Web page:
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‘Detroit’ and the Ghosts of History

"The world has kind of handed me a kind of microphone... and I feel like there's a responsibility that comes with that."

“The Detroit riots began 50 years ago Sunday, after a police raid on an unlicensed, after-hours club,” explains

Michel Martin

. “They lasted five days, and by the time they stopped, 43 people were dead, hundreds were injured, thousands had been arrested and entire neighborhoods had burned to the ground.”

Discussing her film on the riots,


, director Kathryn Bigelow says, “These events seem to recur — this is a situation that was 50 years ago, yet it feels very much like it’s today. And I think, you know, you look at South Africa, where there’s truth and reconciliation, and here I feel like there’s not enough conversation about race. And so I think the film has the potential to provide an opportunity to engage in that dialogue. … I can only hope that there’s an urgency and a necessity for it. … There’s no other way for a healing process to begin. …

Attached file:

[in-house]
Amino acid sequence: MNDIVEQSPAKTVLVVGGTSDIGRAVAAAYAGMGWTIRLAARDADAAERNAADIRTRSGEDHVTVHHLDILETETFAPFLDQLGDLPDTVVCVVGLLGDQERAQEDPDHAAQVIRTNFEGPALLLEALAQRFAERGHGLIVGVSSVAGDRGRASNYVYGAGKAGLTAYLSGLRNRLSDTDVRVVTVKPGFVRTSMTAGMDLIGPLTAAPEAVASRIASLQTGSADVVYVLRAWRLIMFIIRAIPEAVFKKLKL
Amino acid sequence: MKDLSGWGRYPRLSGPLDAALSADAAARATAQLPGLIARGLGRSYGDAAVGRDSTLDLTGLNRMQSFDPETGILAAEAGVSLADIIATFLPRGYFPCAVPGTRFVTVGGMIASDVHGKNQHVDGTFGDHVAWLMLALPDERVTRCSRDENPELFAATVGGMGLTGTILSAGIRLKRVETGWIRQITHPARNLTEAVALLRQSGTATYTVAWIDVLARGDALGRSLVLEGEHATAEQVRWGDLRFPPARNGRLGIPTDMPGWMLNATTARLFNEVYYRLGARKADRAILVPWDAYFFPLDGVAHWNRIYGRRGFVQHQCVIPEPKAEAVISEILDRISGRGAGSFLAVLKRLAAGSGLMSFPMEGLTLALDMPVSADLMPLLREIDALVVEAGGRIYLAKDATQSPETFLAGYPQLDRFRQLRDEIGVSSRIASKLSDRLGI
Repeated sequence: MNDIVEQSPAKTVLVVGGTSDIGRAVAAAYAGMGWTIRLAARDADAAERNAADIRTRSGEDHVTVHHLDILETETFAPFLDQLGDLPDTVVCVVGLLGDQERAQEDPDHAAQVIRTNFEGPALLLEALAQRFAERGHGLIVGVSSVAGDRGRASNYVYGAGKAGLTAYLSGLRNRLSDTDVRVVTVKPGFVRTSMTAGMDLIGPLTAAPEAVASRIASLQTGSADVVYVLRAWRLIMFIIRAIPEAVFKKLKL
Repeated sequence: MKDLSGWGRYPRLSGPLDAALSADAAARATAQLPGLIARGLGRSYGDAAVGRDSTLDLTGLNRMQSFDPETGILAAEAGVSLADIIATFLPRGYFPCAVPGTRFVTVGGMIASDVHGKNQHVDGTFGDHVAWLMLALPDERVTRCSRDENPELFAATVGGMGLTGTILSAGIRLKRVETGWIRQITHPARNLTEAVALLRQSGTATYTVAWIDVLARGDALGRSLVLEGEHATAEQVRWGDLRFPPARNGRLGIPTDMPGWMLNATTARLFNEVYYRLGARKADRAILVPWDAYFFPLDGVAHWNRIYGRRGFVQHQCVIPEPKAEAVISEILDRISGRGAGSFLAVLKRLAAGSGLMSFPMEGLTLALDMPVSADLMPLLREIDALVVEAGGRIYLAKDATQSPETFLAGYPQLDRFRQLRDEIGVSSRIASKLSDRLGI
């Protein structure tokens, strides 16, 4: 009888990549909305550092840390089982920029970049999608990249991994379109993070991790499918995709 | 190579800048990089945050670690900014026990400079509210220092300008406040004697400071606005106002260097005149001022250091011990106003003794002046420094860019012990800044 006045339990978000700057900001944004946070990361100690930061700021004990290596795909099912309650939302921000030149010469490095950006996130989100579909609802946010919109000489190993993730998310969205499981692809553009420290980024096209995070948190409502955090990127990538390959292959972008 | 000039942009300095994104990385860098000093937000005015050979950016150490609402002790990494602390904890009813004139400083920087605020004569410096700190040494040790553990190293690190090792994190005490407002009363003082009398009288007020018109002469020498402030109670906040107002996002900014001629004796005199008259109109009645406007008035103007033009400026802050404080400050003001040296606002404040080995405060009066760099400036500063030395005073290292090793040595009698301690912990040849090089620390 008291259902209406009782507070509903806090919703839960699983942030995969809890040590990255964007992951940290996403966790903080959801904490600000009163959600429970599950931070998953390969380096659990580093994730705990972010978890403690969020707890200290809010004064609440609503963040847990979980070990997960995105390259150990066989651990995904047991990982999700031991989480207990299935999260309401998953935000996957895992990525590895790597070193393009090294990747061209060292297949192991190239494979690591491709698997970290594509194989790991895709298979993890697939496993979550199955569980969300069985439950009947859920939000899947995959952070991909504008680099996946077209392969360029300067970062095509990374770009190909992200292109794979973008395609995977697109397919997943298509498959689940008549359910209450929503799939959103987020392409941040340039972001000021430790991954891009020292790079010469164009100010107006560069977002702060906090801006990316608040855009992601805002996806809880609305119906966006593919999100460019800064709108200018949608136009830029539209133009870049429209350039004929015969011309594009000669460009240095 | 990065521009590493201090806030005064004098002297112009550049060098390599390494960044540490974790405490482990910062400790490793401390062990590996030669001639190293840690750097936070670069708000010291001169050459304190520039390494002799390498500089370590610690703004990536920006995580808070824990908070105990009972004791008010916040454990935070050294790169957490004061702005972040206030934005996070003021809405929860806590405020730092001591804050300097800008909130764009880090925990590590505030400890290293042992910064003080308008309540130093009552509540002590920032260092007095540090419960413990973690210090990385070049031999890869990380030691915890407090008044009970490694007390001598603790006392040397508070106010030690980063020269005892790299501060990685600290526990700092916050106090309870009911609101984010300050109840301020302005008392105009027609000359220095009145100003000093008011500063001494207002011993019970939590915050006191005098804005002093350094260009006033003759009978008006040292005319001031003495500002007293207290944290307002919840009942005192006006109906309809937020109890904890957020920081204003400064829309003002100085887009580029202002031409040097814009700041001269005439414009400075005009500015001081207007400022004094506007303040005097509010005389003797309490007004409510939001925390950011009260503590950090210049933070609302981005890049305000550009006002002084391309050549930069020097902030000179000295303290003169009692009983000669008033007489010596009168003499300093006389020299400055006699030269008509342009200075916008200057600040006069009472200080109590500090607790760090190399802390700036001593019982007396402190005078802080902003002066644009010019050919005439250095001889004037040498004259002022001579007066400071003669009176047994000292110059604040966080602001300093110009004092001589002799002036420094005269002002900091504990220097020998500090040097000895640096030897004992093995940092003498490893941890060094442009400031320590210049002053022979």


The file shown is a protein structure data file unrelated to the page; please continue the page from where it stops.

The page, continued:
“The world has kind of handed me a kind of microphone… and I feel like there’s a responsibility that comes with that. … And if I can somehow use this medium, the medium of film, to propel a conversation forward — you know, the purpose of art is to agitate for change. I’ve always believed that and I still do.”

To read the full interview transcript, click here.

To listen to the NPR story, click here.

Detroit Director Kathryn Bigelow on Impactful Storytelling

Anatomy of a Scene: Detroit